are many estimates of income inequality, both between
and within countries, and even a flourishing debate
about the extent to which income inequalities have
been growing in the recent past. And it is also commonplace
to assume that income inequalities are closely related
to asset (or wealth) differentials. After all, wealth
allows households to use their resources to greater
advantage and therefore get higher incomes; more income
enables households to accumulate wealth.
Despite this, there has been little or no careful
investigation into the actual extent of wealth inequalities
in the world. Part of the problem has been defining
wealth; another has been the relative paucity of data
that would allow for cross-country comparisons and
assessments of wealth distribution over time within
A new study by the UN University's World Institute
for Development Economics Research ("The world distribution
of household wealth" by James B. Davies, Susanna Sandstrom,
Anthony Shorrocks, and Edward N. Wolff, UNU-WIDER
5 December 2006) is therefore especially interesting,
for it provides the first careful consideration of
the extent of wealth inequalities in the world as
a whole as well as within countries.
Broadly speaking, personal wealth covers all the resources
controlled by households, although of course that
can be difficult to define and measure. In this study,
wealth is interpreted as "net worth", that is, the
value of physical assets (such as land and tangible
property) and financial assets minus liabilities.
This therefore is essentially the ownership of capital
by households, and excludes the assets held by corporate
entities. So the study is really about the distribution
of purely personal wealth.
Obviously, such assets are only part of personal resources,
and recently there has been much focus on the aspect
of "human capital" or skills, as an important factor
in determining economic opportunity. However, the
authors recognise that control over physical and financial
capital can have a disproportionate impact on household
well-being and economic success. It also affects overall
economic development and growth in societies as a
The study finds, not surprisingly, that there is extreme
inequality in wealth distribution in the world as
a whole, both across countries and within countries.
Also, the distribution of personal wealth in the world
turns out to be much more concentrated than the distribution
of personal income. According to the study, for the
world as a whole the share of the top 10 per cent
was 85 per cent in the year 2000 and the Gini coefficient
(a measure of inequality between 0 and 1) equalled
0.892 at official exchange rates.
This is an extraordinarily high value of the Gini
coefficient and indicates extremely high concentration
of wealth. For comparison, it can be noted that a
recent study by Branko Milanovic found the Gini coefficient
of world income to be 0.795 in 1998.
As expected, the US is found to be the richest country
even in personal wealth terms. The average wealth
per person in the US is estimated to have been $144,000
in 2000. This compares with around $6,500 per person
(in purchasing power parity or PPP terms) in India,
which is at the bottom of the list of countries with
wealth data. However, this does not mean that this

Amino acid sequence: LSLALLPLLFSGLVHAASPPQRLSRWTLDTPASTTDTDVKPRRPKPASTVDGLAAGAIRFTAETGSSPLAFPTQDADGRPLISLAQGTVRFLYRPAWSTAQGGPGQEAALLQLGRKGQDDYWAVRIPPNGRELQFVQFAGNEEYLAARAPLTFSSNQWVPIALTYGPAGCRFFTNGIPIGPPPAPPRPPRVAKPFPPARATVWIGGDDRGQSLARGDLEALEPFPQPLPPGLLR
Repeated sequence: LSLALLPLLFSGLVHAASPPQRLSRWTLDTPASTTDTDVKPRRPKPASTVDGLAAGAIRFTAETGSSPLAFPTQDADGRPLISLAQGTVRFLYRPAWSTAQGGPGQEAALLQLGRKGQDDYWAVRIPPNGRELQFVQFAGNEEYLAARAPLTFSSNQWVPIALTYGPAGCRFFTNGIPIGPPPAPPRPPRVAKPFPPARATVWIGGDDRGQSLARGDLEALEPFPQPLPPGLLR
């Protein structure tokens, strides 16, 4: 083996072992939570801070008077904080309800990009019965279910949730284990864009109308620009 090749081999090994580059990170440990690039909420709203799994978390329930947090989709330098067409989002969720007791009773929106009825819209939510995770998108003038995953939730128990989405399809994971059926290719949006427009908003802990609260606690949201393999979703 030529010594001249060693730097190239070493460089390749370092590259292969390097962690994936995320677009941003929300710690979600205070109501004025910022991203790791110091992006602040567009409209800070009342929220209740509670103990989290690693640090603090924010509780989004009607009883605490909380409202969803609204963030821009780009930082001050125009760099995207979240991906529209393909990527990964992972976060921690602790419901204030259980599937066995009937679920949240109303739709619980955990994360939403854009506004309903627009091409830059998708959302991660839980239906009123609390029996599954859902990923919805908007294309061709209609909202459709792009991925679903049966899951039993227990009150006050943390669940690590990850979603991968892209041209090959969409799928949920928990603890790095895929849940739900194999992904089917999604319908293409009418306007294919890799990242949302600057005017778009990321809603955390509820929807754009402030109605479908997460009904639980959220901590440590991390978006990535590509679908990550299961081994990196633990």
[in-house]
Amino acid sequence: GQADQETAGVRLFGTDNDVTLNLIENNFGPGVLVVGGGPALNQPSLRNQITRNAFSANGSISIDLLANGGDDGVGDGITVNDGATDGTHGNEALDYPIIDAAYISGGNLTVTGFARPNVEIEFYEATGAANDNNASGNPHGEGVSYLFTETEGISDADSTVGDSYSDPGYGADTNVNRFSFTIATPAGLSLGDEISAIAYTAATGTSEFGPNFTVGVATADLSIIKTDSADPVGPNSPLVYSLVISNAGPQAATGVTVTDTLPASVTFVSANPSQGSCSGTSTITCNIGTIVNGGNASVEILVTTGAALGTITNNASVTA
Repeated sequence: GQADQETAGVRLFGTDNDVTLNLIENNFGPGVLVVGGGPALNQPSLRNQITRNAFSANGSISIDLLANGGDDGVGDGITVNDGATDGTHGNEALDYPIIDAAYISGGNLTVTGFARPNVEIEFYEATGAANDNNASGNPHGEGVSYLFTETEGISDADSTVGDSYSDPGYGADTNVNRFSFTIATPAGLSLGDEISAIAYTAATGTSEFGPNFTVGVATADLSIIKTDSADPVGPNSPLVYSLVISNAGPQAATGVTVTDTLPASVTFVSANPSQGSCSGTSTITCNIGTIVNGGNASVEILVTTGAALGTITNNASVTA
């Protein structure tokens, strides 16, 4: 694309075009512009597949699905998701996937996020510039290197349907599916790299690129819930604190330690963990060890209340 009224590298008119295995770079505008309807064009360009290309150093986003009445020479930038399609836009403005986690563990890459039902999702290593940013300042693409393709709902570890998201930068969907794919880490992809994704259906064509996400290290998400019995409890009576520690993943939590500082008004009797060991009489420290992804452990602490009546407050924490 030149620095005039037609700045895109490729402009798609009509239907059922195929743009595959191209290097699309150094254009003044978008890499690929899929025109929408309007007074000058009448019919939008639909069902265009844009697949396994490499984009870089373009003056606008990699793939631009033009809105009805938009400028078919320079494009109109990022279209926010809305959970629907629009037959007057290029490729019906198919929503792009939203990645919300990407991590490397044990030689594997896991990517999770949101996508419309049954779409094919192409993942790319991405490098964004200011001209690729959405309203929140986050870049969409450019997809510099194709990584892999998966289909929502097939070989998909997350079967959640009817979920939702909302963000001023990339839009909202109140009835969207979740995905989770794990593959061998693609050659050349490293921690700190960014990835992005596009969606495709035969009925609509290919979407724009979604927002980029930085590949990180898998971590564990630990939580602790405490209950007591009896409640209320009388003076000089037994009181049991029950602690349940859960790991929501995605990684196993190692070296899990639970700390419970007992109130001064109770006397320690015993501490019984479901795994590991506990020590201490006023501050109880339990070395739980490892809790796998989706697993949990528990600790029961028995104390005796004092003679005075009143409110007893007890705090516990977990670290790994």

is actually the lowest per capita wealth of all countries.
The data used in the study are not comprehensive,
and so a number of poor countries have been excluded
for want of adequate data. So the actual wealth inequality
across countries is likely to be even higher.
The study also finds that the concentration of wealth
within countries is high. Typical Gini coefficients
for wealth distribution within countries lie in the
range of about 0.65 - 0.75, and there are several
above 0.8. In contrast, the mid-range for the Gini
coefficients for income distribution is from about
0.35 – 0.45. So the concentration of wealth has become
more acute than the concentration of income.
Many people argue that it is better to use Purchasing
Power Parity (PPP) rather than official exchange rates
in inter-country comparisons of income, and this has
generally become the common practice. It is certainly
true that the concentration of wealth is less marked
when it is measured on a PPP basis, and also less
on per adult (rather than per person) basis.
However, the authors argue that using PPP is not so
relevant for wealth comparisons. The reasoning is
that in most countries, a substantial proportion of
wealth is owned by people who can travel easily and
increasingly invest their assets globally rather than
within their own countries. This means that converting
at official exchange rates provides a more accurate
indicator of the actual distribution.
Using these official exchange rates and the available
data from countries that do have wealth statistics
provides some information that is startling even when
we are inured to inequality. In 2000, the richest
1 per cent of adults alone owned 40 per cent of global
assets, and the richest 10 per cent of adults accounted
for 85 per cent of total world assets. In contrast,
the bottom half of the world adult population owned
barely 1 per cent of global wealth.
While there are differences across countries, the
common worldwide phenomenon that is reiterated by
this study is the rise of the super-rich, especially
but not exclusively in the rich countries. Socio-political
trends across the world have contributed to this greater
tolerance of wealth inequality, but this will not